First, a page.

It would not, of course, comply with modern thinking on corporate images, but I don’t ever recall thinking that the services were operated by anything other than one single operator! On the other hand, one could argue that the various livery layouts had been adapted to suit the respective vehicles. Now that’s something that today’s livery designers could learn!

Nigel Frampton

23/08/16 – 06:13

Well, thank you so much, Michael H, for clarifying the situation on Portsmouth Corporation’s DP buses and coaches. I left Portsmouth in 1976 and was not able to watch the twists and turns of Portsmouth Corporation in its later years and its death throes. I’ve looked on the web and can find no photos of any of the vehicles you mention.

Chris Hebbron

23/08/16 – 06:13

You didn’t mean it this way, David W, but your comment that "Fareham had ‘nothing of any note’ reminds me of an old tourist guide I read many years ago which described Fareham as being "devoid of interest"!

Chris Hebbron

23/08/16 – 06:13

Between 1949 and 1952 (when aged 7 to 10 years) I lived at Alverstoke, where the standard type allocated to the Gosport – Haslar route 11 was the 5LW Guy Arab III with Guy built bodywork on Park Royal frames. In appearance, they were essentially identical to the 6LW Southampton examples, which, to the delight of a visiting small boy, seemed to be operated in huge numbers in that city. Several of these would subsequently become part of the Provincial fleet. Much later, in the late 1960s/early 1970s, I would travel to the city for Institute of Transport meetings at Southampton University, and contrived to catch a Guy for the local part of the journey whenever possible. The Arab III/Park Royal combination is my favourite bus of all time, and I believe that its standard of ride, dependability and operating economics have never been equalled. Geoffrey Hilditch stated that a Guy Arab fleet could regularly offer a 98% standard of reliability, a figure that included engineering spares and buses on overhaul. Nothing else surely could match that. The 1951 Arab IV evolved from the 1950 specification issued by Birmingham City for their new Guys, and, in addition to the repositioned front bulkhead to eliminate the radiator ‘snout’, the updated chassis included features better to meet the requirements for 8ft wide bodywork. The Arab III was offered alongside the Arab IV until late in 1953, and Southampton’s Nos.67-73 batch must have been among the very last deliveries of the type. A picture of No.71 in service may be found on the OBP Southampton gallery. In 1961 Southampton plummeted from the sublime to the ridiculous with its PD2s, the execrable appearance of which led the Corporation to abandon Park Royal after a loyalty of some 33 years.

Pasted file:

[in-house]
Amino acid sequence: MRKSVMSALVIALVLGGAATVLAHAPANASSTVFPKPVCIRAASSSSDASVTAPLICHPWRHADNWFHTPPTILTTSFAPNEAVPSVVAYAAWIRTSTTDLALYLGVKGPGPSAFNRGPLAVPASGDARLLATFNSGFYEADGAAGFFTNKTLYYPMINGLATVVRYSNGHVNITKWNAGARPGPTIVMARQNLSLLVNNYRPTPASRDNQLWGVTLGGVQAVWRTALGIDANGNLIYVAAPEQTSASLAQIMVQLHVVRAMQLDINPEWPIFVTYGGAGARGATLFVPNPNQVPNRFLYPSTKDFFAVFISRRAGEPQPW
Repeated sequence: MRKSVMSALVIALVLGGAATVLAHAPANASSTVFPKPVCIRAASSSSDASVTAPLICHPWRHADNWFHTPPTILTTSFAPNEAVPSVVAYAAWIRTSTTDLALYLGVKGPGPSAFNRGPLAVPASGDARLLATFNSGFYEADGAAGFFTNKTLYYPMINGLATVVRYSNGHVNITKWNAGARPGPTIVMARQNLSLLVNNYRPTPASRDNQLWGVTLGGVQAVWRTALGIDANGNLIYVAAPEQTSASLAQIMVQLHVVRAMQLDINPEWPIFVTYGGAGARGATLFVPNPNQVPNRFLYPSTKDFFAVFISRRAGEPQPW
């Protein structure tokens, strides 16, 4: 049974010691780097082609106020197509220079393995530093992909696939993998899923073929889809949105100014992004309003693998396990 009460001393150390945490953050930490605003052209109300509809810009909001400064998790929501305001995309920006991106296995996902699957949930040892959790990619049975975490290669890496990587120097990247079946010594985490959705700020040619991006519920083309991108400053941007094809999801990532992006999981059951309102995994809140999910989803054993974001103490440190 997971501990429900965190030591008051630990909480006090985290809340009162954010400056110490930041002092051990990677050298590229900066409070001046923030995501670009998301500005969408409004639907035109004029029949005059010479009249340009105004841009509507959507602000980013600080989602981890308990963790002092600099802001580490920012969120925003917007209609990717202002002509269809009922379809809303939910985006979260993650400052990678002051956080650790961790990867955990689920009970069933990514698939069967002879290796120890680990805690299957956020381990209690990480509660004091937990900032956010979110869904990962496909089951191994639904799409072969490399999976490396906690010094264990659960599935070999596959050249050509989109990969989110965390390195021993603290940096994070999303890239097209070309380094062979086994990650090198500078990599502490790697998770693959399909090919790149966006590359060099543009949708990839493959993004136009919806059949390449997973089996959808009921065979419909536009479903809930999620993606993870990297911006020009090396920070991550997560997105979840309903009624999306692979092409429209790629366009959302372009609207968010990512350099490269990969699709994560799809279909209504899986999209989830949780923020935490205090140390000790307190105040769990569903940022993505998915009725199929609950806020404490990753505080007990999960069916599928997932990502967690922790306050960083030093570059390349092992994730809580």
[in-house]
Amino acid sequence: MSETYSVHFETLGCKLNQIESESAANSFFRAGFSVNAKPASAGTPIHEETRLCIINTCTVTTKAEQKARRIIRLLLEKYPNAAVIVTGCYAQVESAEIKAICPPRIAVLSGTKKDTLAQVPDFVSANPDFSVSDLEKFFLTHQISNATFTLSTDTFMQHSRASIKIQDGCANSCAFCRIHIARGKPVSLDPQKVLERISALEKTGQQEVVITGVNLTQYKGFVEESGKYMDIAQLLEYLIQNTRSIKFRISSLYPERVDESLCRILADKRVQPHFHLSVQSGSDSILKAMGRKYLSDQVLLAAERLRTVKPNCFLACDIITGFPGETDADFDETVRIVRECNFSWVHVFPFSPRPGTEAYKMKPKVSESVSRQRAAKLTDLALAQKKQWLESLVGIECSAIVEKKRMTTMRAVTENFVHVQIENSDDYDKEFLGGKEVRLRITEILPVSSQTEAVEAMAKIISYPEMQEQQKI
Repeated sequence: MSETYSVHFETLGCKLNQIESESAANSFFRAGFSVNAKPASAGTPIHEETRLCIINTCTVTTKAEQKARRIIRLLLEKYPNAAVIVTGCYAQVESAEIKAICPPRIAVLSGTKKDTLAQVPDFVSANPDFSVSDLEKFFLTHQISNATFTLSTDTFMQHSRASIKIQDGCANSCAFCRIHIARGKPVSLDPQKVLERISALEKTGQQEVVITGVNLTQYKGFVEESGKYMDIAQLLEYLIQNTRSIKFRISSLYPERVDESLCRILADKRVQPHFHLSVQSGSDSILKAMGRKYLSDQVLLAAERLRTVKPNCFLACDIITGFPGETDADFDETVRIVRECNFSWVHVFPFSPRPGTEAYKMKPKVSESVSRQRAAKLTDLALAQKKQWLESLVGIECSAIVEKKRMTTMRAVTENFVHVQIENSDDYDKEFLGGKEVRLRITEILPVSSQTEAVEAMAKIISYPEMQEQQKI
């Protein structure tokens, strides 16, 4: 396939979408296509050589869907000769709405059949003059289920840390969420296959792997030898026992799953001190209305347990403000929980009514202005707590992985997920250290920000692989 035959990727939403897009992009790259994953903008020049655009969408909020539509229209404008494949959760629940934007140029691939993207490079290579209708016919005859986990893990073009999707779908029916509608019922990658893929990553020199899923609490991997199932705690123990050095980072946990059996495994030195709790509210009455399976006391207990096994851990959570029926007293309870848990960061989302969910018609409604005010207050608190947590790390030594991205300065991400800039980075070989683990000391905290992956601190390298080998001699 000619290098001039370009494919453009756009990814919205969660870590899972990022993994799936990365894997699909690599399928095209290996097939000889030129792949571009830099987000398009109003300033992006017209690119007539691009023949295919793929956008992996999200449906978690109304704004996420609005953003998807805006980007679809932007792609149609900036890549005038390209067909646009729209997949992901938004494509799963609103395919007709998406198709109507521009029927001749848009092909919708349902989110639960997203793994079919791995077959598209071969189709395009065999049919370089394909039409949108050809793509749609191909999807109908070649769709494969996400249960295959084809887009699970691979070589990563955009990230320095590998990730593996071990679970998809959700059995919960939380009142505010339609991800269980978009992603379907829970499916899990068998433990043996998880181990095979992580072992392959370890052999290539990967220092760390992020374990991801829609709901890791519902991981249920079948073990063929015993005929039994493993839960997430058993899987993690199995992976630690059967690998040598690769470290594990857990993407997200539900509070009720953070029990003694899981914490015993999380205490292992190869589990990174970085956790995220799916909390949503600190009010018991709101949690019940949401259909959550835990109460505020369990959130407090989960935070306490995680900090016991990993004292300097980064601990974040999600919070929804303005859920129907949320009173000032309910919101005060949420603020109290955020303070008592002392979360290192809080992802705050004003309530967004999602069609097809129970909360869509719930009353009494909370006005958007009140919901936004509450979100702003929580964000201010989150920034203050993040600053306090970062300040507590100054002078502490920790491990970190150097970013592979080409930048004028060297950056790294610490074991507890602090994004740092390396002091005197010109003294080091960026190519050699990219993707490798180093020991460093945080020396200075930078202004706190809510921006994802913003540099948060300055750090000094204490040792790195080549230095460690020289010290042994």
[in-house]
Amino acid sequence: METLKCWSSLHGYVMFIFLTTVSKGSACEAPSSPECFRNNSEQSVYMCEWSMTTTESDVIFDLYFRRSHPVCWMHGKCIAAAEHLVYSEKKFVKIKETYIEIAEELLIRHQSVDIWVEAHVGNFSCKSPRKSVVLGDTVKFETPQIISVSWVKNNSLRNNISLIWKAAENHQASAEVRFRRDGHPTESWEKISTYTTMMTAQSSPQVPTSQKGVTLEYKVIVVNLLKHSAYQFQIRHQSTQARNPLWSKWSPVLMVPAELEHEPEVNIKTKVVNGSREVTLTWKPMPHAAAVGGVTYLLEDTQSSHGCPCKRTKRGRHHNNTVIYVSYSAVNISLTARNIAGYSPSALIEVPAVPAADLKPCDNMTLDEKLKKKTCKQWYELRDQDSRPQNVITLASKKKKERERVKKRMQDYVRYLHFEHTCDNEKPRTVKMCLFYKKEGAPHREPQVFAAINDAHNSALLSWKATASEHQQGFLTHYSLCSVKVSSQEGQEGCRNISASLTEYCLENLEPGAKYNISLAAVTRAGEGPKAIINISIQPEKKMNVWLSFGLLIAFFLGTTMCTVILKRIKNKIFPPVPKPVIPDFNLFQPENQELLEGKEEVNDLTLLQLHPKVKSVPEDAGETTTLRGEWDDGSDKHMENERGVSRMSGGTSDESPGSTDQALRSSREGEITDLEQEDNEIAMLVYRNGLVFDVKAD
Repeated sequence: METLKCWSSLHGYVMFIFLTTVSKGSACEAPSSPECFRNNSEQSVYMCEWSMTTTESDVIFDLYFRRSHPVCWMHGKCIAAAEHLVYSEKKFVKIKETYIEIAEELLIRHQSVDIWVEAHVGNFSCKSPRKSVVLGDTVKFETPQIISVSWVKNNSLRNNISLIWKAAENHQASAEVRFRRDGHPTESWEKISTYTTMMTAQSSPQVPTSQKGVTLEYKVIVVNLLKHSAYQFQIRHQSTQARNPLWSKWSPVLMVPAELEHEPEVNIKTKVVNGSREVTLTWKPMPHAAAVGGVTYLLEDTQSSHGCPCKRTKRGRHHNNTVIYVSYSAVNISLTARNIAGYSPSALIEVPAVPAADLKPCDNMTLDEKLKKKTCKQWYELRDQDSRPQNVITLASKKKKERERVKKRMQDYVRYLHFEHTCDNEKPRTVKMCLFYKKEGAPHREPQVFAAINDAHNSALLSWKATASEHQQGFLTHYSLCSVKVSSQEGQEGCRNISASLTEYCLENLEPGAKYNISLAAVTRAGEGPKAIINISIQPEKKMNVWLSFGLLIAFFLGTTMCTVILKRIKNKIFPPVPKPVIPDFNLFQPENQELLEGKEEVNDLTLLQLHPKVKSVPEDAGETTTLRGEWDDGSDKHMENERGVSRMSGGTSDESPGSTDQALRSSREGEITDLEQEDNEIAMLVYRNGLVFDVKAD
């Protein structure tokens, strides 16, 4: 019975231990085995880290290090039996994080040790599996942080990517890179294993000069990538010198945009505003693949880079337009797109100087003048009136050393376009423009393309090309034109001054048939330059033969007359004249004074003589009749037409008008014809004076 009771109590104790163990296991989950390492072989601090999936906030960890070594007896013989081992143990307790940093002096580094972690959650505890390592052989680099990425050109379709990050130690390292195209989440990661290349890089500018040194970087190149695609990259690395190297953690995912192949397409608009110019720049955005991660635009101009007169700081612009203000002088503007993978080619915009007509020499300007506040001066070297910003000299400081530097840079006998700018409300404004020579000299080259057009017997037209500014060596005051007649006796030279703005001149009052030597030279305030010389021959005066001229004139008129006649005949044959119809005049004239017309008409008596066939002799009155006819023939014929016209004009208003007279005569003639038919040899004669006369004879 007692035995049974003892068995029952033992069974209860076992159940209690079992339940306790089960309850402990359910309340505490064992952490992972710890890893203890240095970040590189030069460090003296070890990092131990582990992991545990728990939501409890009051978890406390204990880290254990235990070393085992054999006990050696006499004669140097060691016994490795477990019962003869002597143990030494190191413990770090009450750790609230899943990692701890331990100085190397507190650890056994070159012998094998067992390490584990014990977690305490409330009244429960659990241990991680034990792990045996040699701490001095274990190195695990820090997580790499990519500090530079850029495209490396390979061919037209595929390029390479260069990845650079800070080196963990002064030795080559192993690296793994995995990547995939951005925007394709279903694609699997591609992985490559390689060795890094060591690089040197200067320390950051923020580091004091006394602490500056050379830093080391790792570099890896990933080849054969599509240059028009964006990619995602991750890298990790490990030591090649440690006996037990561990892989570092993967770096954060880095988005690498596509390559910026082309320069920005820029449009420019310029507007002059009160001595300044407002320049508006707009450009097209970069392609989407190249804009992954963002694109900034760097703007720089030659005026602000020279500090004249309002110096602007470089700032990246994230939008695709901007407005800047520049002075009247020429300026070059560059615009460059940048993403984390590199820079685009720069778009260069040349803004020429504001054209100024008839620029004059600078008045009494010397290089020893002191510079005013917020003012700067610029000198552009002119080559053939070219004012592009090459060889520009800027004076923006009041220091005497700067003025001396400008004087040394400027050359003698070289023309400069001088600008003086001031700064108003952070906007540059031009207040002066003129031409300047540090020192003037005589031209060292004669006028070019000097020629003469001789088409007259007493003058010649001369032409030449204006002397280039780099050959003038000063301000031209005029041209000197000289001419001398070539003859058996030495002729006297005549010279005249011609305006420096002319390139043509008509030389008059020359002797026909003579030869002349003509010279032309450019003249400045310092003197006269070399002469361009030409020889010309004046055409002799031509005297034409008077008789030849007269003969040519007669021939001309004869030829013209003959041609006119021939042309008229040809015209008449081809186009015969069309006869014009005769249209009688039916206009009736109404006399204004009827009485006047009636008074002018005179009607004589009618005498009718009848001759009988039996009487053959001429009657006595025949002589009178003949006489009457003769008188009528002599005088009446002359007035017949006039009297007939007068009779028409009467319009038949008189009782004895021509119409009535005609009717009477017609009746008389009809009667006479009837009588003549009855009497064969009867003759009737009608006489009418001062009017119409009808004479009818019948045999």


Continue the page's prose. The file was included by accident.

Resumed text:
Roger Cox

23/08/16 – 06:16

Living in Southampton in the post war Guy Arab era, I have to declare a fond predilection for these vehicles.
Although the 64-73 batch were Mk III Arabs, they did have a different exhaust system layout to the earlier vehicles. This batch had a larger diameter system with the pipe located behind the offside wheels; all the other Arabs in the fleet had a smaller diameter system with the exhaust outlet in front of the offside wheels. In 1961, Mr Jenkins, the deputy GM always attributed their superior performance on the road to this difference.
This batch certainly had more oomph! than their predecessors and coped effortlessly on the hillier routes 4 and 6. Of the ten I always thought No 68 (LOW 214) was the pick of a very good bunch.

Peter Elliott

23/08/16 – 06:44